Intelligent Plant was founded by Steve Aitken and has been part of a series of initiatives including partnering with CNOOC subsidiary Nexen to prevent offshore equipment failure in 2018.
CodeTheCity is doing fascinating things with data. The registered charity is a civic hacking initiative which hosts a series of activities, including hack weekends, data meetups, Python User Group and Young Coders Club. These are all designed to get people more interested and involved in learning code and understanding data.
Founded in 2014, the firm’s mantra is that “a world where everyone understands at least a little of how to use code and data, is a better place.”
The company has been working on a series of interesting projects, including an initiative with Air Aberdeen which uses sensors to measure air quality across the city and the surrounding area.
CodeTheCity is also working with 57 North Hack Lab, Aberdeen University and community groups to deliver a network of community-built, and hosted, air quality sensors which will generate open data which anyone can use to monitor the quality of the air in Aberdeen.
As well as this, the CodeTheCity has been using open data to track Covid-19 in Scotland, helping the government to get a hold on its masses of data. The open data was curated by Code the City CEO Ian Watt, with multiple applications now tracking cases across the country using up-to-date government data.
Computer software company Proteus is best known for its Proetus OS, an operating system that allows users to increase efficiency, reduce fixed costs and drive a company’s performance.
The firm says its software was designed “to help companies manage tight budgets and low margins.”
Proteus OS combines work management systems with access to rated talent and pays as you go access to engineering software into one platform.
The software also has an app that allows a user to work from home. The system would be particularly useful during coronavirus pandemic.
“Proteus changes the way you work. Proteus manages your business. Proteus improves your margin. Proteus makes you more efficient. Proteus enables your team to work from anywhere. Proteus connects,” the company says on its LinkedIn.
The company was founded in 2017 and currently hires around 56 staff based all around the world.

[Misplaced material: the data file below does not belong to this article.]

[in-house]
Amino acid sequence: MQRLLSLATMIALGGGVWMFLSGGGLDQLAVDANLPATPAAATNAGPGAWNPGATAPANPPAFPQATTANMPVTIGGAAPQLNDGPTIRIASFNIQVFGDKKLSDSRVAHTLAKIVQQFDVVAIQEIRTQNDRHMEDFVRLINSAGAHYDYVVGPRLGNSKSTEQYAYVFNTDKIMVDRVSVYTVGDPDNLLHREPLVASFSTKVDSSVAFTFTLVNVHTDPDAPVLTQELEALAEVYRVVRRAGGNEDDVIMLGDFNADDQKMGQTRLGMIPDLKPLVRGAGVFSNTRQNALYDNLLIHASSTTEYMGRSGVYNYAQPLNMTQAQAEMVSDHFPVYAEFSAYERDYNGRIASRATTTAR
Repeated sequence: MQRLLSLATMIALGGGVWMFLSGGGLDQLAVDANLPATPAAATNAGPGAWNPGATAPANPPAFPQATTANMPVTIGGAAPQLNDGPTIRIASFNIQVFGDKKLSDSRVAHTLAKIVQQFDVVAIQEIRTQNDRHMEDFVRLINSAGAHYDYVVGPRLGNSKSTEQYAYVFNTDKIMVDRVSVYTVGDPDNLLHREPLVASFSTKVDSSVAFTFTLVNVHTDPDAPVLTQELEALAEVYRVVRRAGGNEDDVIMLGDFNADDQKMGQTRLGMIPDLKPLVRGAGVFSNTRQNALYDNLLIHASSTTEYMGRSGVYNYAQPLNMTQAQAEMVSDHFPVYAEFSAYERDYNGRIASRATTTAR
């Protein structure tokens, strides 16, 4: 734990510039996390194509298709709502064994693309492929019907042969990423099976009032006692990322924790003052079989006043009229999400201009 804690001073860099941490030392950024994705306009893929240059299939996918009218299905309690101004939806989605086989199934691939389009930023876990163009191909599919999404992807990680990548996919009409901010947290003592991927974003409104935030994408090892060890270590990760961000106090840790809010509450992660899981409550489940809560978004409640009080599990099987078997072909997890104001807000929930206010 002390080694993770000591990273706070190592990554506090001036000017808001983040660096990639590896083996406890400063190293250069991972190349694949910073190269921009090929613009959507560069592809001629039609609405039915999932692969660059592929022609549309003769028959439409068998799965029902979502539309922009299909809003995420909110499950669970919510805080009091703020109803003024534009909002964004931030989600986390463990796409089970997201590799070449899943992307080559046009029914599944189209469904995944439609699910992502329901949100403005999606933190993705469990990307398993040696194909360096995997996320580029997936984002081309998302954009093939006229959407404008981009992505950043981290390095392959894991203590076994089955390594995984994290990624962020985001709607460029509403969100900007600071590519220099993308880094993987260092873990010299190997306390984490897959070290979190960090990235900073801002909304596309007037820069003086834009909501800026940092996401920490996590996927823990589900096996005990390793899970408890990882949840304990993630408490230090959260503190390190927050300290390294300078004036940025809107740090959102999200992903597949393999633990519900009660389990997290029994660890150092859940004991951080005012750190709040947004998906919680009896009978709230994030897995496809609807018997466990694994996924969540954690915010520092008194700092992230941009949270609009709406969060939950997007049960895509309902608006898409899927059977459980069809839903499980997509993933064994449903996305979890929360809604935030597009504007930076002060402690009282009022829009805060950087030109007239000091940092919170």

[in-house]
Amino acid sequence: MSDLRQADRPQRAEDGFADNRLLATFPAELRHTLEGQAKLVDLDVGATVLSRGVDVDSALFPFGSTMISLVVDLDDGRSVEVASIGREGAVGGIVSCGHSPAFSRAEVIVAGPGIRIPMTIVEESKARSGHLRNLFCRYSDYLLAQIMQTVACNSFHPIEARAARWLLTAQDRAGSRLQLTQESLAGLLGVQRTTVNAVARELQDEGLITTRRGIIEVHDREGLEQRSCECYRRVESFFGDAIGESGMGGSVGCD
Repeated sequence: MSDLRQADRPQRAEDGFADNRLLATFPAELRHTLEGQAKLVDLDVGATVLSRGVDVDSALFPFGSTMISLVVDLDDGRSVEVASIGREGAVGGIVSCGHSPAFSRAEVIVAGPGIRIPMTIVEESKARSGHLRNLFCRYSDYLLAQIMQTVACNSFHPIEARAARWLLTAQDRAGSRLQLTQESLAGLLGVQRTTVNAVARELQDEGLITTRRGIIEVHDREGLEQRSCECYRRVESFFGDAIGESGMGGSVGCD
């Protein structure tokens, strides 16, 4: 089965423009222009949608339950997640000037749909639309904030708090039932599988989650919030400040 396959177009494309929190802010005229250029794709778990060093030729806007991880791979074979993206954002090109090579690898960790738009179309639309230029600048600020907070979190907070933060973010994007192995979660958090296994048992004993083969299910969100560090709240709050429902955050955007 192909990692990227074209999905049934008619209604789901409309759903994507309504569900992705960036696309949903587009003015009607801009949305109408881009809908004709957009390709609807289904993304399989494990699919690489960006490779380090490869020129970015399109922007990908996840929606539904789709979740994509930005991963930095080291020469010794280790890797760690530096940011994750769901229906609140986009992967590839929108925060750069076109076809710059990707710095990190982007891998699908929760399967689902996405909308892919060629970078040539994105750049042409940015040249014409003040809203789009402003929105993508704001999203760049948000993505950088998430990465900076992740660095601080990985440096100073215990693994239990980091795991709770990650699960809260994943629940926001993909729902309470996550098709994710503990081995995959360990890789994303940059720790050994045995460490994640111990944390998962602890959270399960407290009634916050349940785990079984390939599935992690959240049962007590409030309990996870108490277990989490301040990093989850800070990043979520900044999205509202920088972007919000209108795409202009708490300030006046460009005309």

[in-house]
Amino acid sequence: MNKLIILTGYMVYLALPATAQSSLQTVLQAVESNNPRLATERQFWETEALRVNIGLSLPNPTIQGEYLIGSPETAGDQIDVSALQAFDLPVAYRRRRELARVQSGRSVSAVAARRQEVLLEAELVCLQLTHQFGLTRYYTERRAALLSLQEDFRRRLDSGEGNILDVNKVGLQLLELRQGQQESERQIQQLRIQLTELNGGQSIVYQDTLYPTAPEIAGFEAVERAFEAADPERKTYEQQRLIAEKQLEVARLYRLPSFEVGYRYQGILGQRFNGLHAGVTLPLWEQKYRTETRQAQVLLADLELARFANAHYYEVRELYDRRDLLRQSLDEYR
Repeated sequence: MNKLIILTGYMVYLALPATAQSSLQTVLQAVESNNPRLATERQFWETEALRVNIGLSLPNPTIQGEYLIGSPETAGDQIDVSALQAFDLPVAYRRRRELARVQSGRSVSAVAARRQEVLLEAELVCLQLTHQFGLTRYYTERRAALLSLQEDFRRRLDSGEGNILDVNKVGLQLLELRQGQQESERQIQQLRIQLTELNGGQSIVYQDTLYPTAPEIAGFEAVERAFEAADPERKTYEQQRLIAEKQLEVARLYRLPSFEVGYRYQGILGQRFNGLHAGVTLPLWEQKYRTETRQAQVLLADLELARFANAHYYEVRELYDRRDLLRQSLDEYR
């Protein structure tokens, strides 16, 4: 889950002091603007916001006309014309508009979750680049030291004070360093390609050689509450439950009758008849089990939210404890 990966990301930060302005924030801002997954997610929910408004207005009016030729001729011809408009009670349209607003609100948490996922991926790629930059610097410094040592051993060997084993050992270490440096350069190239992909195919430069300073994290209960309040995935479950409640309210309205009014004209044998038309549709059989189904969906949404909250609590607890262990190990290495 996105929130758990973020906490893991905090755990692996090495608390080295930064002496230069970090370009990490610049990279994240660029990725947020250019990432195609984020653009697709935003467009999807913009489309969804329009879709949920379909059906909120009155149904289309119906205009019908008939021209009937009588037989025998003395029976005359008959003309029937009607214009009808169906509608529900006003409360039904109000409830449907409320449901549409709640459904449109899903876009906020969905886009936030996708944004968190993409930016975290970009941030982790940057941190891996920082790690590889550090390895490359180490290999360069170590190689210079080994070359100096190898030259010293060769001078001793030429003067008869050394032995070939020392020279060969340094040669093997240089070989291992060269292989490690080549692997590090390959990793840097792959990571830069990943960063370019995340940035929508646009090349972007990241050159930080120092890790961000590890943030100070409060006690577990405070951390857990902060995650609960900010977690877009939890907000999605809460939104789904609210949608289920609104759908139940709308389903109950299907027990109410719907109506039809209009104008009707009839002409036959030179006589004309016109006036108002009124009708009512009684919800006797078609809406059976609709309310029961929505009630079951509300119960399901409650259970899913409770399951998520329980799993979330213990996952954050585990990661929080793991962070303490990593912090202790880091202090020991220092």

Our first cybersecurity company on the list, Nimbus Blue, provides management support to help companies defend themselves again cyber attacks and protect their data.
The company says that the role of IT “is to drive growth, compliance, security and productivity across all aspects of a business.”
On that vein, Nimbus aids companies to make “conscious, strategic IT decisions” to help them achieve business goals without fear of data breaches. The organisation has now helped more than 100 companies improve how they work by enhancing IT management capabilities.
Nimbus was founded by David Tawse, who has previous experience as a software engineer with Millstream Associates and Director at Computame Limited before establishing Nimbus Blue in 2010. Nimbus now has a small team of just five.
In a blog on the Nimbus Blue website, Tawse said: “When we started, there weren’t many cloud specialists in Aberdeen. My motivation was to take advantage of the cloud, which was really coming of age in the business-to-business world.”
The firm also provides companies with IT to help businesses to keep IT “aligned” with their goals.
io IT Services
Small and medium-sized businesses (SME’s) need all the help they can get to build their brand and put themselves on the map, particularly in the wake of the Covid-19 crisis.
io IT Services is a technology support startup designed to do just that. The firm provides consultancy and strategy support to SME’s across Scotland.
Rather than just offering support to business, they offer management of IT services. “Your business deserves comprehensive IT Support, Management and Strategy whether you have one employee or thousands,” io says.
The firm was founded by David McCreary in 2019, and after a successful first six months, the company has moved the Balmoral Hub building in Aberdeen, as well as hiring new director Nick Pickering.
Animus is an up-and-coming technology startup focused on helping organisations to capture, share and rapidly exploit information and data.
The company offers a range of services to help businesses thrive using their Software-as-a-Service (SaaS) cloud business platform. Animus says what sets it’s technology apart from other similar ones on the market is its “holistic, integrated, connected and scalable environment” approach.
Animus is run by directors Peter Taylor and Giles Thompson and headquartered in the outskirts of Aberdeen city centre.
Taylor boasts experience as Director at geo-intelligence firm Inosys, as well as holding a Bachelor of Engineering. Thompson is also a director at Inosys but also held director positions at oil and energy company Synergy and Elements Consulting.